November 28th, 2009
Multimedia artist/author, and widow of the late cartoonist/author William Steig
By Brandon Kosters
William Steig, the cartoonist and author who is widely celebrated as the creator of Shrek, produced a massive volume of work throughout the course of a career that spanned over 70 years. Steig contributed to the New Yorker first in 1930, and wrote several children’s books including Shrek, Sylvester and the Magic Pebble, Rotten Island, and Doctor De Soto.
William passed away in 2003. For the past several years, his widow Jeanne has been busy compiling her husband’s unpublished drawings for a book that is scheduled for release in 2011 through Abrams Books. Jeanne has had to choose from a stack of 10,000 drawings.
Jeanne Steig is a visual artist herself. She sculpts stationary puppets using trash and found objects. She favors spontaniety in her practice, and credits Jean Dubuffet as her favorite artist. She has written children books also. Sometimes she collaborated with her late husband. “I did five [books] with Bill, and two on my own. So this [book project] is number eight.”
Within the collection of 10,000 drawings sits a curious mix of scenes from religious stories, caricatures of family members, beaming dancers with wildly contorting limbs, and a whole bunch of men with flamboyant mustaches. These works are aggressively playful, and always distinctly Steig: playful, free-spirited, with a childish sensibility. Steig also favored spontaniety over a more rigorous academic approach to producing work, and he wasn’t interested in anything the work itself didn’t reflect.
“We’ve chosen 800 drawings. Some are duplicates. All we have are the naked drawings. With some, you can tell from pencil marks or so forth whether they were from the New Yorker,” Jeanne said. “There will be at least 700 [drawings published]. It will be a very thick book. And Abrams always makes lovely books.”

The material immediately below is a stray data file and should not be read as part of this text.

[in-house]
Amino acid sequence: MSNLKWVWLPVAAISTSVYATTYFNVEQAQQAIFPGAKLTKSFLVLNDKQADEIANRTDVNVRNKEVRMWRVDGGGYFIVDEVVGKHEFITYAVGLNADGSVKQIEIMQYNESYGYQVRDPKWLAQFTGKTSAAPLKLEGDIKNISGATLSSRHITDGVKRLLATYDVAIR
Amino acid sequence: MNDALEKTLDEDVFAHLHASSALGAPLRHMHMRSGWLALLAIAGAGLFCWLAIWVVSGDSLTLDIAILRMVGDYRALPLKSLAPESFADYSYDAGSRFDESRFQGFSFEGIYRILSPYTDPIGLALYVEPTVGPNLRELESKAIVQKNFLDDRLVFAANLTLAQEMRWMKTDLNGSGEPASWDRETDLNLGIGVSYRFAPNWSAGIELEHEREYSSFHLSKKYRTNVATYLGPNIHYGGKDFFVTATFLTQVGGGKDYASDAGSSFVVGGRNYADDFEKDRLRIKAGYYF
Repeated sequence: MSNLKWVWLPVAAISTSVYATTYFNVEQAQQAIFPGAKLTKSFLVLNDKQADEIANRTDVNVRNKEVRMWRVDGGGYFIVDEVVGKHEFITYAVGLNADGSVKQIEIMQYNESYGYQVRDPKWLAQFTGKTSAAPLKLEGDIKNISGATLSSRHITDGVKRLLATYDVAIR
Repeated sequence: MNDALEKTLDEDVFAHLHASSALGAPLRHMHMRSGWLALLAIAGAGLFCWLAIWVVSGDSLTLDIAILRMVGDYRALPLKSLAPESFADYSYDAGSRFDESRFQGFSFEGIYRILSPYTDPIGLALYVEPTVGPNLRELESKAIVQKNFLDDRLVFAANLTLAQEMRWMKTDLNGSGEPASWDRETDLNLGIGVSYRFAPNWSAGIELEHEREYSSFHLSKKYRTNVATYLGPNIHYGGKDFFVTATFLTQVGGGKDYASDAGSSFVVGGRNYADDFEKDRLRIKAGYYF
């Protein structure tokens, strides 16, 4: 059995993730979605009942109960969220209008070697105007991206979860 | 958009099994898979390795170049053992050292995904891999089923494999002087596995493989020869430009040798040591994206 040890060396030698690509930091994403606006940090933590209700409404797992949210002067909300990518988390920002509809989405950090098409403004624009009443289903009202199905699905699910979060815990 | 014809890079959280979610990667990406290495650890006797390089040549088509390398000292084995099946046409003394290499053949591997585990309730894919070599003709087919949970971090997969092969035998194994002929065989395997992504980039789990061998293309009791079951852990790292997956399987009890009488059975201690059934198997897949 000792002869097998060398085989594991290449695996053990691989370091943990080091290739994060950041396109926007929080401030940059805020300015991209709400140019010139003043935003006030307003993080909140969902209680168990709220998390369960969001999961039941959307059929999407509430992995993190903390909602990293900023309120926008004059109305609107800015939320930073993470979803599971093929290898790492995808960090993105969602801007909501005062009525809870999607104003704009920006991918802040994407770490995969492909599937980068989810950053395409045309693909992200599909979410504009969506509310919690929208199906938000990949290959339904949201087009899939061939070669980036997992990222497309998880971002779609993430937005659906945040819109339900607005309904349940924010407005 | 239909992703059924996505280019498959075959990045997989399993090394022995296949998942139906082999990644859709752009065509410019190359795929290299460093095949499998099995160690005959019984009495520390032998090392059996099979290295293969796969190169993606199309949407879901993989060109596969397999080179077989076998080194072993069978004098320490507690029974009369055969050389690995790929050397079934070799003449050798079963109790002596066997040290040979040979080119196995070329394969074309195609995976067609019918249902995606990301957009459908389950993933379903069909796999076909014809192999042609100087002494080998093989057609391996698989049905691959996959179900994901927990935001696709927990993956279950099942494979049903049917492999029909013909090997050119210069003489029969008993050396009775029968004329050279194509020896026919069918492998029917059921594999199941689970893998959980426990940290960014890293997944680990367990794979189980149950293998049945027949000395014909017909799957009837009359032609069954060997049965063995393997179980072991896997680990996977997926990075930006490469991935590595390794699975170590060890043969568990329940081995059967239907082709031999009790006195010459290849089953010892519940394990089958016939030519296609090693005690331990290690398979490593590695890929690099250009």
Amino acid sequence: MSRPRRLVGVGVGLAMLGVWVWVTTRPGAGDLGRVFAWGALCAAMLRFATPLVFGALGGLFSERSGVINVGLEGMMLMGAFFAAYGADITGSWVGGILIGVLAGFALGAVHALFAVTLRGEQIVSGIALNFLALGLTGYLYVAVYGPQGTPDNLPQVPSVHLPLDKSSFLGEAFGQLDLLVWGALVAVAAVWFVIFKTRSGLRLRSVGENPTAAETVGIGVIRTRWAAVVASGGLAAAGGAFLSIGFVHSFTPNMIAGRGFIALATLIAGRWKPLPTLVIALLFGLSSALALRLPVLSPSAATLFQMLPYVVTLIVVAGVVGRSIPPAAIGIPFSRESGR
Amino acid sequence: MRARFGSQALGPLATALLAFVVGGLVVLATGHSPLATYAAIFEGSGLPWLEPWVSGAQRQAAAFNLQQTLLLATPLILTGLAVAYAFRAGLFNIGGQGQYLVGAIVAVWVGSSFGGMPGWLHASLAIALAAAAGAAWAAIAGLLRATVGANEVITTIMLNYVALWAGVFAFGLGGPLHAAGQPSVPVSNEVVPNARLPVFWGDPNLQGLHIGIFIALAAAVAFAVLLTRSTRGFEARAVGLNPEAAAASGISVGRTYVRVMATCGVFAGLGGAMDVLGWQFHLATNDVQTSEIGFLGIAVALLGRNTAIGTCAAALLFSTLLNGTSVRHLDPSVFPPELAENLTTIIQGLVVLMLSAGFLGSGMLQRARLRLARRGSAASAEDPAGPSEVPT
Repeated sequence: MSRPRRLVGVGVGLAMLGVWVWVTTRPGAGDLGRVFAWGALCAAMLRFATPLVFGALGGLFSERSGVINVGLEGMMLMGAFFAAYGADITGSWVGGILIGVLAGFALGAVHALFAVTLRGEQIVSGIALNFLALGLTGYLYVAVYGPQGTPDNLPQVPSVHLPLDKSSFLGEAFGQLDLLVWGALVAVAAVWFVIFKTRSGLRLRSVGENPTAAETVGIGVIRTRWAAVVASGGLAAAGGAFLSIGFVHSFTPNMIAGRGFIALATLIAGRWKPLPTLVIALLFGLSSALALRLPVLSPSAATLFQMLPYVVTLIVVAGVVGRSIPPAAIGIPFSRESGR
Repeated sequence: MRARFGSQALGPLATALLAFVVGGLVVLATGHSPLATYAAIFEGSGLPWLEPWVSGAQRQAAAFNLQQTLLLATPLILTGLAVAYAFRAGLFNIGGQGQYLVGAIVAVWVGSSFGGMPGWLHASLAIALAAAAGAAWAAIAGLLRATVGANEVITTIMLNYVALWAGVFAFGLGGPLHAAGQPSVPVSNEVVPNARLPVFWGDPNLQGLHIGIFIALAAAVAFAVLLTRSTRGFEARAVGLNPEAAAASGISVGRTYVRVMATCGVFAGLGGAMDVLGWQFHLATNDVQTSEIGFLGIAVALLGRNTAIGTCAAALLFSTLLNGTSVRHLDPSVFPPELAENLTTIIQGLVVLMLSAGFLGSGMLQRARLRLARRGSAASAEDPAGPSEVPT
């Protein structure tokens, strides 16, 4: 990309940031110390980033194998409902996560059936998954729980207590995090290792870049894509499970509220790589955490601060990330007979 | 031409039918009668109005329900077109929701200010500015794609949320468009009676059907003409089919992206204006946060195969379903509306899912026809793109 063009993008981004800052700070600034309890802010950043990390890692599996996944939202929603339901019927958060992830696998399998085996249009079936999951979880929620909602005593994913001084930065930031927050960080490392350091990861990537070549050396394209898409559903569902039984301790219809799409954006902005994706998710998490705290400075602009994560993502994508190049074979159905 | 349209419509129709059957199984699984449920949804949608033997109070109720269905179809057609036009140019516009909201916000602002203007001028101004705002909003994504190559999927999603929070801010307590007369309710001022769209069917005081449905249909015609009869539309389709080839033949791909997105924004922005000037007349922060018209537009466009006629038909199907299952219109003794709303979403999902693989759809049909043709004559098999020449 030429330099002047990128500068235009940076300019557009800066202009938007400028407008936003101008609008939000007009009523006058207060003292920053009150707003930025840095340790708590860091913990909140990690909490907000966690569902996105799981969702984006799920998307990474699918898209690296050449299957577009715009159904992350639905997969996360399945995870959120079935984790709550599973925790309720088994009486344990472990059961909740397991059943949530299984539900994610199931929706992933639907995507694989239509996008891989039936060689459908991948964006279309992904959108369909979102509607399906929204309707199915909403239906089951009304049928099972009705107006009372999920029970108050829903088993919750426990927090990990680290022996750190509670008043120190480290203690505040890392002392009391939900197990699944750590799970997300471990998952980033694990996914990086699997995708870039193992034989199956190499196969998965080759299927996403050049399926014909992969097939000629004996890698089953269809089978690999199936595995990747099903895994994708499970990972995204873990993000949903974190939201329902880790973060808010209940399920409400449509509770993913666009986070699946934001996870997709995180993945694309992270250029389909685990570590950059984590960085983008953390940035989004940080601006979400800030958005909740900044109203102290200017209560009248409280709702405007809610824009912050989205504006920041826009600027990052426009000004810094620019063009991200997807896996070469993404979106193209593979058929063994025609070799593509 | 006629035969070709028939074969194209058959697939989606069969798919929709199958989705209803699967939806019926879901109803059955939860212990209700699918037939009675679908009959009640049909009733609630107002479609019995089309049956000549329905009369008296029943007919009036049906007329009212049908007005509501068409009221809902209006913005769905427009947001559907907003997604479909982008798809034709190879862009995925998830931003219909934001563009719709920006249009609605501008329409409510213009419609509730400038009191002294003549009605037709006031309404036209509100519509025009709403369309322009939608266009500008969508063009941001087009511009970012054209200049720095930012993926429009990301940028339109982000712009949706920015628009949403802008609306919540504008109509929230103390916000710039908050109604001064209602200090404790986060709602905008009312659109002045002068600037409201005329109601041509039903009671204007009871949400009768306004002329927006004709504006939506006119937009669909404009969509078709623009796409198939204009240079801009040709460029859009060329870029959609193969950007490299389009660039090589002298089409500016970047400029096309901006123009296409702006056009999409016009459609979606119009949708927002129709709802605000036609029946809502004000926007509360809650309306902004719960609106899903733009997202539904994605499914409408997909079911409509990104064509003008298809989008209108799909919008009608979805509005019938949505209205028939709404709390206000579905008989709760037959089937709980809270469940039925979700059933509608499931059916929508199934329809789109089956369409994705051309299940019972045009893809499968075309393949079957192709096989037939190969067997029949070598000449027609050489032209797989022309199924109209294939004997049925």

The book’s working title is Cats, Dogs, Men, Women, Ninnies and Clowns: The Lost Art of William Steig.
William didn’t date his drawings, so it is often impossible to identify when these drawings were produced. “It’s a mix,” Jeanne says. “There is no way you could tell. He had them stacked up. You could have one that was done in 1930 between another one from 1950 and one from 2001.”
William didn’t seem to make a distintion between work and play. “Bill was incredibly prolific,” Jeanne said. “Some [of the drawings] he did just for himself that the New Yorker would not have been interested in. Some were rejected from the New Yorker. Bill was drawing all of the time. He didn’t think of it as working.”
William preferred to use a fountain pen and would often, according to Jeanne, watch his hand as he drew to see what appeared.
“He never had any idea what he was going to draw, unless he was illustrating a book…which he found a bit inhibiting. Bill was one of the cartoonists whose work didn’t require captions. Bill was much freer when he didn’t have to use them.”
He employed the same care-free, explorative approach in his practice as a writer. “He would sit down and say ‘Well, children like mice, because children like mice are small.’ Once he sat down to write a story, he’d start writing and the story would unfurl. He’d spend more time looking in the dictionary to find names than he would actually writing the book,” she said. “Once he drew a pig hanging from a tree, and decided to incorporate this into a book where the pig had been hung but hadn’t died. That book was titled Roland the Minstrel Pig.”
William Steig did not anticipate his book Shrek becoming such a success. “He did it for fun. One day he said, ‘Oh, I think I’ll do a book about a monster.’ I said, ‘Well, a monster…he’s green…he has horns,” and the rest is history. “People who don’t know his body of work are more impressed with Shrek than anything. Not that Shrek wasn’t a lovely piece and part of his body of work.”
The Brooklyn Museum took a number of William Steig’s drawings, and it is anticipated that they will host a show that will coincide with the release of the book. The Art Institute of Chicago is working to aquire original drawings of Steig’s as well. According to Mark Pascale, the Art Institute currently only has one in their collection.
SAIC undergraduate Emma James is William Steig’s granddaughter. For her, it is “extremely gratifying that his work is being incorporated in the institution where I am studying. It keeps him close in memory.”
“If you tried to find the underlying meaning of a book Bill had written, he would just smile politely and immediately forget whatever you said,” said Jeanne. “He didn’t want to know the underlying meaning of the work. He felt he should stay away from it. It would have been inhibiting thoughts.”
As an artist who was dually succesful at producing works that were both palatable to the masses and rich in personal expression, the publication of these works will be a blessing to the child within every adult, and the adult within every child.